All families are complicated and they are far from the perfect family ‘ideal’, writes Mary Kenny
To be honest, I don’t see anything very awry with the Department of Education’s title for its programme aimed at school children: “Different Families, Same Love.” As a title, at any rate, I’d say it rather hits the nail on the head. Heaven knows families can be different – and even maddening.
Who among us has not looked around at a family gathering – say a wedding party of one of our dear relations – and thought, what a bunch of kinsfolk!
An average family wedding (or funeral) will usually contain one or more of the following: the drunken uncle who can’t keep his hands off the bridesmaids; the embarrassing dad who insists on jiving á la John Travolta; the in-laws who can’t stand one another; the cousin who could peel an orange in his pocket, so as not to have to stand a round of drinks; the siblings who are fighting over a family inheritance; the feuds, the skeletons in the cupboards, the back stories of previous generations still rumbling away in the collective unconscious; the unspoken resentments which risk being loosed by alcohol; the rivalries, the cliquishness, the disapproval by one branch of the family of another.
And that’s not even to mention those absent because they’re either sulking from a perceived slight or have been deliberately excluded anyway. Nor is it to factor in the multiple stresses which can arise with what’s called “the re-constituted family” – where several re-marriages and the assorted offspring and spouses are mixed up together.
That’s not new either: even before divorce was practiced, there were clashes and resentments over a widowed father’s second wife or a widowed mother’s second husband.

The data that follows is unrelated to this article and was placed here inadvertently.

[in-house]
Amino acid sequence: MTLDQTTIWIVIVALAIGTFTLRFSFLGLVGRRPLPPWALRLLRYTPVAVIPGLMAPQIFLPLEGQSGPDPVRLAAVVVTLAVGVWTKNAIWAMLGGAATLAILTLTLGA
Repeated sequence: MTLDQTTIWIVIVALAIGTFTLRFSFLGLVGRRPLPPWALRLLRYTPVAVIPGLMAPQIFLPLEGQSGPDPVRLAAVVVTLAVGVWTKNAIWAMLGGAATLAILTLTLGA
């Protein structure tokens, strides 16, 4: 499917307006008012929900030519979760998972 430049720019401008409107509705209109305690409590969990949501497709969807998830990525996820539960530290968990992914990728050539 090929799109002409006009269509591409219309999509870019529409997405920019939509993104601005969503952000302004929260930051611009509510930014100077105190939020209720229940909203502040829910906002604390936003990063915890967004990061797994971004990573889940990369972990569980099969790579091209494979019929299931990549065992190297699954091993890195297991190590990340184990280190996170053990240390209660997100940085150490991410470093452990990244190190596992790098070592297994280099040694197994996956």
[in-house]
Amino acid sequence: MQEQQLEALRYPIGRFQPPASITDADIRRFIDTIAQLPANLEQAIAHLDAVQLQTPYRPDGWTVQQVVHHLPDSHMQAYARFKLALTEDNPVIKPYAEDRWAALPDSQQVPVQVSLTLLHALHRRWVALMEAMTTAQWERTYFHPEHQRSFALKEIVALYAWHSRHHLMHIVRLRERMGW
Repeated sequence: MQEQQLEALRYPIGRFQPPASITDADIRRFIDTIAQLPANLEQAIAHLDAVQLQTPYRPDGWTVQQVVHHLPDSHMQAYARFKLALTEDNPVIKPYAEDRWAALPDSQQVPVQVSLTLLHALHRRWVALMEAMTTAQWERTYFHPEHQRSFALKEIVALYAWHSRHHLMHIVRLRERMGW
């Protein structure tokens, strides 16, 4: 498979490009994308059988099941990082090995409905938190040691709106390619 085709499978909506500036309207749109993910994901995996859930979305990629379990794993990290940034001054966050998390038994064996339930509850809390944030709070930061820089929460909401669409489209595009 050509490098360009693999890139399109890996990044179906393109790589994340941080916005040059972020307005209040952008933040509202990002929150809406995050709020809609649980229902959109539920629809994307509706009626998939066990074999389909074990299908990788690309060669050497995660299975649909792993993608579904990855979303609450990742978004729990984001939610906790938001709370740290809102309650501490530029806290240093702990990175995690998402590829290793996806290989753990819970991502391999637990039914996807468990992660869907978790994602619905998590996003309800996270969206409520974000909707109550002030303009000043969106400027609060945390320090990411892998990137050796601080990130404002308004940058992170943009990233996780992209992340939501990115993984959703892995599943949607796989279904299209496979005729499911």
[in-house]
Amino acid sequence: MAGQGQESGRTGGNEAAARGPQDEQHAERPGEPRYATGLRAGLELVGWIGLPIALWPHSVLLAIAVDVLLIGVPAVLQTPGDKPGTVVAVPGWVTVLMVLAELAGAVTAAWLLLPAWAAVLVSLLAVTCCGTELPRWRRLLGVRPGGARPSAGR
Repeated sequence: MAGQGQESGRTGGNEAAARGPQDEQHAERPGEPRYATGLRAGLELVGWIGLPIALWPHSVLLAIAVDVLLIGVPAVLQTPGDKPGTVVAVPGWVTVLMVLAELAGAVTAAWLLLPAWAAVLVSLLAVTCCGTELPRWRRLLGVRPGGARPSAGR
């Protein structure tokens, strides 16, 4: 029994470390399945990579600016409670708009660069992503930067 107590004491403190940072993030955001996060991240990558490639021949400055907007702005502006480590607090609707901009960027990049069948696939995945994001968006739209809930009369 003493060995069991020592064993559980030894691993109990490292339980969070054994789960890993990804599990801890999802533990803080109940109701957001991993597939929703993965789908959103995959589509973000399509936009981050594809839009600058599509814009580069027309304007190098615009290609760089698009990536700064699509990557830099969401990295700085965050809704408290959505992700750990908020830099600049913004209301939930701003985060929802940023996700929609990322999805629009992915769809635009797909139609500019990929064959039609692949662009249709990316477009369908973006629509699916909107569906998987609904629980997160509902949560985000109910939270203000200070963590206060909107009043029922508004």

Families are, and always have been, complicated, and it would be folly to try and defend the traditional family as some kind of paragon. It’s not. It’s as patchy as all human life is patchy.
And yet, for all that, we usually long for that family ideal. Those of us who grew up without a father, for example, yearned to be able to use the word ‘Daddy’ to a kind, loving, and reliable man. I remember the wave of envy that I experienced as a child watching kids run into their fathers’ arms.
It’s possible to be honest in facing the fact that families are far from perfect, and often quite odd; yet we still aspire to the natural order that has been and always will be – that triptych which Carl Jung said was embedded as the indelible archetype of ‘Mother, Father – and me’. Deliberately to deny that ideal to a child cannot, surely, be recommended.
Jeremy Corbyn, the British Labour Leader, notoriously associated with the “hard Left”, which invariably implies atheism, was asked by a Christian magazine about his attitudes to faith. He said that his mother had been a Bible-reading agnostic, his father a believer. As for himself, he said: “I’m not anti-religious at all. Not at all. I find religion very interesting. I find the power of faith very interesting. I think the faith community offers and does a great deal for people.” Would an Irish Labour leader speak thus?
Many mothers are simply heroic
A young woman came to do a small job for me recently, and we chatted a little. She was in her thirties, married with five children. “Well done,” I said. Five kids can be quite a responsibility.
The youngest was a baby of a few months. She had been dismayed when she found she was pregnant with him: her other children were settled in school, and she had just got a very good job.
“It took us a while to get used to the idea of another.” She was disappointed that she couldn’t then commit to the job she had cherished. So the couple were set back in their circumstances.
However, the baby duly appeared and he’s a lovely little fellow, amenable and placid. The older children are sweet to him, and can help out in little ways. She is doing several freelance jobs now to help the family budget.
It’s not said often enough or loud enough: many mothers are heroic. They make sacrifices for their children. They do the right thing. They work hard. They may miss out on chances for their own fulfilment. Society owes them a debt of gratitude and a position of honour.
Wherever we can help mothers, we should do. This young mother was grateful that there was a nursery with a good reputation in her area which would, in a couple of months, care for the baby for a few hours a day.
Babies need their mothers, but they don’t need their mothers all the time, and good crèche services should be available and well-supported.
There really are aspects of family life that are admirable!